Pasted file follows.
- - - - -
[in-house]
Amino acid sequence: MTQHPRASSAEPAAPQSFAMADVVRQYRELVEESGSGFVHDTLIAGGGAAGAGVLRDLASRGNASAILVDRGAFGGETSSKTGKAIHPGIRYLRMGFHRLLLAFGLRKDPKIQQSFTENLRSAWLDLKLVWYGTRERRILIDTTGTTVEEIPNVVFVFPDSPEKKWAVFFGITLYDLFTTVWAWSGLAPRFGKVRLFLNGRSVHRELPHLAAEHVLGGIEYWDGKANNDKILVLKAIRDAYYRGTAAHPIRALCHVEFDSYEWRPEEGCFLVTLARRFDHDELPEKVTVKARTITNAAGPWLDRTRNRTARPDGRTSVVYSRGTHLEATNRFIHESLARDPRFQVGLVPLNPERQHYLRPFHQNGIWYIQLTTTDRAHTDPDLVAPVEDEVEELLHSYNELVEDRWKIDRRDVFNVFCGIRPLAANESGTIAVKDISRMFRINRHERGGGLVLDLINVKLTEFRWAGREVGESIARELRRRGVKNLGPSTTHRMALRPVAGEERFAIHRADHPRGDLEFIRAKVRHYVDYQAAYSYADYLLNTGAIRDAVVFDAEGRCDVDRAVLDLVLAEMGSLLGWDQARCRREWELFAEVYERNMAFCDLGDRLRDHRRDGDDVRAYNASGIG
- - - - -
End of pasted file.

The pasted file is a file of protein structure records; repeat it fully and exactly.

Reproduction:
[in-house]
Amino acid sequence: MTQHPRASSAEPAAPQSFAMADVVRQYRELVEESGSGFVHDTLIAGGGAAGAGVLRDLASRGNASAILVDRGAFGGETSSKTGKAIHPGIRYLRMGFHRLLLAFGLRKDPKIQQSFTENLRSAWLDLKLVWYGTRERRILIDTTGTTVEEIPNVVFVFPDSPEKKWAVFFGITLYDLFTTVWAWSGLAPRFGKVRLFLNGRSVHRELPHLAAEHVLGGIEYWDGKANNDKILVLKAIRDAYYRGTAAHPIRALCHVEFDSYEWRPEEGCFLVTLARRFDHDELPEKVTVKARTITNAAGPWLDRTRNRTARPDGRTSVVYSRGTHLEATNRFIHESLARDPRFQVGLVPLNPERQHYLRPFHQNGIWYIQLTTTDRAHTDPDLVAPVEDEVEELLHSYNELVEDRWKIDRRDVFNVFCGIRPLAANESGTIAVKDISRMFRINRHERGGGLVLDLINVKLTEFRWAGREVGESIARELRRRGVKNLGPSTTHRMALRPVAGEERFAIHRADHPRGDLEFIRAKVRHYVDYQAAYSYADYLLNTGAIRDAVVFDAEGRCDVDRAVLDLVLAEMGSLLGWDQARCRREWELFAEVYERNMAFCDLGDRLRDHRRDGDDVRAYNASGIG